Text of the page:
Bad Spanish bank to convert € 1.43 billion of subordinated debt into equity
MADRID, May 26 (Reuters) – Spain’s “bad bank” said on Wednesday that its shareholders had agreed to convert € 1.43 billion ($ 1.75 billion) of subordinated debt into equity to bolster its accounts, as sustained losses eroded its credit base. capital.
The institution, set up to take on bad debt following the 2012 financial crisis and known by its Spanish acronym Sareb, has been struggling since its inception as falling house prices have driven down the value of loans and assets.
Following the transaction, Sareb’s equity – after deduction of last year’s results – will amount to € 587 million in capital, he said in a statement.
In 2020, Sareb recorded a loss of 1.07 billion euros as its revenue fell 38% in a year marked by an economic contraction of 10.8% in Spain due to the COVID-19 pandemic.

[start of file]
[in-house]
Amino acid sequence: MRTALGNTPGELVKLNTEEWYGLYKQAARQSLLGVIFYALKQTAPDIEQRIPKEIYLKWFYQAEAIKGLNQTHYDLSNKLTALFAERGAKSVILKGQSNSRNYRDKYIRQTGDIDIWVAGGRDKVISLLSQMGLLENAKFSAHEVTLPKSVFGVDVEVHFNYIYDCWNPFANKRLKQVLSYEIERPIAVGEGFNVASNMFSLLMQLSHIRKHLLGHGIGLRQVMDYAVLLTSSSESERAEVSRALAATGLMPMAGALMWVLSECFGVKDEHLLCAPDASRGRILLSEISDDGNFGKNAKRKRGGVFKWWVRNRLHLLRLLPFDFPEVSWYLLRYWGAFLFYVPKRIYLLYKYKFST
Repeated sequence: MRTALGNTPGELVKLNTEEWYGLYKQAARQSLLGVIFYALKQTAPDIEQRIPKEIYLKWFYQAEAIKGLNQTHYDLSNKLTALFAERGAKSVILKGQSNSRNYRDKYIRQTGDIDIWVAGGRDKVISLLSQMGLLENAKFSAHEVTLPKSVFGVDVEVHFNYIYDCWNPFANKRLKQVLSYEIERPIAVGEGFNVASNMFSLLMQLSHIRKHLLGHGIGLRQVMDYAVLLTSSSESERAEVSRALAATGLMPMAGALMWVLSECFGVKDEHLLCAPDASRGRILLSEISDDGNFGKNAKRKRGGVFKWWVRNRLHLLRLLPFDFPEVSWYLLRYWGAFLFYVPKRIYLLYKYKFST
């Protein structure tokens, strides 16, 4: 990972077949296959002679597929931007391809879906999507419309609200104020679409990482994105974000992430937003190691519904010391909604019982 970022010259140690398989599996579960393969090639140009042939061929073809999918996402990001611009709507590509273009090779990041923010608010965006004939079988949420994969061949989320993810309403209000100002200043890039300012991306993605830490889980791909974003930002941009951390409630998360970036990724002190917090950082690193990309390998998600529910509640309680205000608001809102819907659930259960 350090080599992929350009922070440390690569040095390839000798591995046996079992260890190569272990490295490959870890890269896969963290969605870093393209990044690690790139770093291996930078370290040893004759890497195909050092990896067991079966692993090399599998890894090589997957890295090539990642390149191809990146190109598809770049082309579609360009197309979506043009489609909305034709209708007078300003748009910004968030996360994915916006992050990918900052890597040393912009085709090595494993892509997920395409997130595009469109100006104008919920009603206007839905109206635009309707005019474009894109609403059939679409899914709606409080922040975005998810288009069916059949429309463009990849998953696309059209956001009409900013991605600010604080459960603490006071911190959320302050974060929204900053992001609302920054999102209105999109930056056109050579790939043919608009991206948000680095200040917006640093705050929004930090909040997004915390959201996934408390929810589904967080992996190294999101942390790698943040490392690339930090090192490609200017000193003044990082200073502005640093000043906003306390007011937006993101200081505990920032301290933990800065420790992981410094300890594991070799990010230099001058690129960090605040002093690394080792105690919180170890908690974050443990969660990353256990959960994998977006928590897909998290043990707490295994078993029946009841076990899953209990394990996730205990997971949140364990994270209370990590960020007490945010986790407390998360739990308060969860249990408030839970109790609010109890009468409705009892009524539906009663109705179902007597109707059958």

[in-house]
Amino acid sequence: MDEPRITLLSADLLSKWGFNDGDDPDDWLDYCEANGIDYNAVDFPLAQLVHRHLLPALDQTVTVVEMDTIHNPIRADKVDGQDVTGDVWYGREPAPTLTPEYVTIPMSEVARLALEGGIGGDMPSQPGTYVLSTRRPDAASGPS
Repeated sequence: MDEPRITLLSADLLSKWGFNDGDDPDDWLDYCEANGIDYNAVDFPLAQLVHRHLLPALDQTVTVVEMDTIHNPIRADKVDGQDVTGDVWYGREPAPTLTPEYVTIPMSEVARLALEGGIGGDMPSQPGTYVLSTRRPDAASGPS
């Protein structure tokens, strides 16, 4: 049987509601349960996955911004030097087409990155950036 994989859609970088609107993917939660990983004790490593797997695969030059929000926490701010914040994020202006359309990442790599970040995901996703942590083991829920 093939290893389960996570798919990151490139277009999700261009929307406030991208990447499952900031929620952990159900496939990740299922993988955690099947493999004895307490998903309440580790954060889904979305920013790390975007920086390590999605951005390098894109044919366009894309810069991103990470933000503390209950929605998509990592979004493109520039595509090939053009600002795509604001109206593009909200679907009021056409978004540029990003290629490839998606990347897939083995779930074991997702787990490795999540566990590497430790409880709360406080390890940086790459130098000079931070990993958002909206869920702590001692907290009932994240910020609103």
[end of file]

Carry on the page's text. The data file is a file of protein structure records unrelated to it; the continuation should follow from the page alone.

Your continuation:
When it was created, Sareb took over more than 50 billion euros in real estate and other toxic assets from nine savings banks. In exchange, he issued a debt taken out by the State for the same amount.
After selling 15.9 billion of all debt issued, Sareb still holds 35 billion euros in senior debt, which European authorities recently ordered Spain to record as public debt.
Spanish state rescue fund FROB has a 45.9% stake in Sareb, while the rest is mostly owned by banks, Santander SAN.MC being the largest private shareholder with a 22.2% stake.
As the pandemic puts additional pressure on Sareb, shareholders are working with the government to find a way to allow them to exit Sareb’s capital structure, two sources familiar with the matter said.
Sareb declined to comment.
Banks have made provisions to limit potential losses linked to their exposure to Sareb.
On Wednesday, Sareb’s board of directors also officially appointed Javier Garcia del Rio to succeed Jaime Echegoyen as new chairman.
(1 USD = 0.8181 euros)
(Report by Jesús Aguado. Editing by Andrei Khalip and Mark Potter)
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